Youth and Suicide Prevention

Earlier this week I shared about suicide in the United States in the post Connect. Communicate. Care. Today, I want to address issues with suicide and youth.

Suicide is the second leading cause of death for people ages 15-24 and third leading cause for those ages 10-14. We can best prevent suicide in youth through this year’s theme “Connect. Communicate. Care.” There has been much work on this issue recently, but there’s still work to be done. We can continue reducing youth suicide rates by:

  • Connecting by providing opportunities for social connection
  • Providing space for open communication and allowing them to communicate at their own pace
  • Sharing that you care by fostering trust and providing access to resources

If you don’t feel comfortable having a conversation with a young person, a useful resource is the You Matter blog, an effort of the National Suicide Prevention Lifeline. The You Matter blog is written by youth age 13-24 who serve as a peer resource. They share their experiences and affirm that no regardless of what someone is experiencing, they matter.

Another way to prevent youth suicide is knowing the warning signs, how to respond, and what resources are available to help.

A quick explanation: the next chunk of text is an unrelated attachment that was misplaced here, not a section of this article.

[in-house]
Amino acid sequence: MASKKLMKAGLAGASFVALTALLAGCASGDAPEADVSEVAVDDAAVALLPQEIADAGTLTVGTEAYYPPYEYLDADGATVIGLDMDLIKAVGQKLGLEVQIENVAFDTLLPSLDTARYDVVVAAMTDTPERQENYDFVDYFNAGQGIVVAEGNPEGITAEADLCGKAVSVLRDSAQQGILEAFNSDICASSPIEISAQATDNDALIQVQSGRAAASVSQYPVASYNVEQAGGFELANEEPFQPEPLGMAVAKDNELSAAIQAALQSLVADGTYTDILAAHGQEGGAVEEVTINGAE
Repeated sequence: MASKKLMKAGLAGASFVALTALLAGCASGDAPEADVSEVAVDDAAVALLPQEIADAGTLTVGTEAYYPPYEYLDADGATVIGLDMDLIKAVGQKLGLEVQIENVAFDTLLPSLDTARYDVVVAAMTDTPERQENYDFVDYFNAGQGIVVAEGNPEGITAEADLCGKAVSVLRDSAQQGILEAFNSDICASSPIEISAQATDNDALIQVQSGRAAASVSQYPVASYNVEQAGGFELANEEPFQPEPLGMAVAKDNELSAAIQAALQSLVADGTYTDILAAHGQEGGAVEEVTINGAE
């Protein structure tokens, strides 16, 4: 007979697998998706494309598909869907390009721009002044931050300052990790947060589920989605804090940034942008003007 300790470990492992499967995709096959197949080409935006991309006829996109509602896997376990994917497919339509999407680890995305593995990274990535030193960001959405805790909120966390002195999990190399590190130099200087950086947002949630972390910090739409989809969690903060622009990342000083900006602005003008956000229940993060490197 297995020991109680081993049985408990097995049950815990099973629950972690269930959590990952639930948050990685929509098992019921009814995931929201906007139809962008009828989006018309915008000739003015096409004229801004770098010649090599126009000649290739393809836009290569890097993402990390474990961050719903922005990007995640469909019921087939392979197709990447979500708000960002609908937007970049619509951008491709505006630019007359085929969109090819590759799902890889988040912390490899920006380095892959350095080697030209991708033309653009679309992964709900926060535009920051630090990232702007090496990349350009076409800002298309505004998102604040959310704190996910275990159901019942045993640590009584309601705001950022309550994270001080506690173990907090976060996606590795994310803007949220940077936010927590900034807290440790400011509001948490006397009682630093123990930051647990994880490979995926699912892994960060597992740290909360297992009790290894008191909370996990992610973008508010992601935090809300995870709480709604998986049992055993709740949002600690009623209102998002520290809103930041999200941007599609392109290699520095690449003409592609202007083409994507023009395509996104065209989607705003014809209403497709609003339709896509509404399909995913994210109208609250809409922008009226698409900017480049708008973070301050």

Warning Signs
  • Talking about or making plans for suicide
  • Expressing hopelessness about the future
  • Displaying severe/overwhelming emotional pain or distress
  • Showing worrisome behavioral cues or marked changes in behavior, particularly in the presence of the warning signs above. Specifically, this includes significant:
    • Withdrawal from or changing social connections/situations
    • Changes in sleep (increased or decreased)
    • Anger or hostility that seems out of character or out of context
    • Recent increased agitation or irritability
How to Respond

If you notice any of these warning signs in anyone, you can help!

  • Ask if they are okay or if they are having thoughts of suicide
  • Express your concern about what you are observing in their behavior
  • Listen attentively and non-judgmentally
  • Reflect what they share and let them know they have been heard
  • Tell them they are not alone
  • Let them know there are treatments available that can help
  • If you are or they are concerned, guide them to additional professional help

Remember, if anyone is harming themselves now or has just harmed themselves, call 911 or take them to an emergency room immediately. The National Suicide Prevention Lifeline is also available 24/7/365 at 1-800-273-TALK (8255).

Lindsey Stillwell, LMSW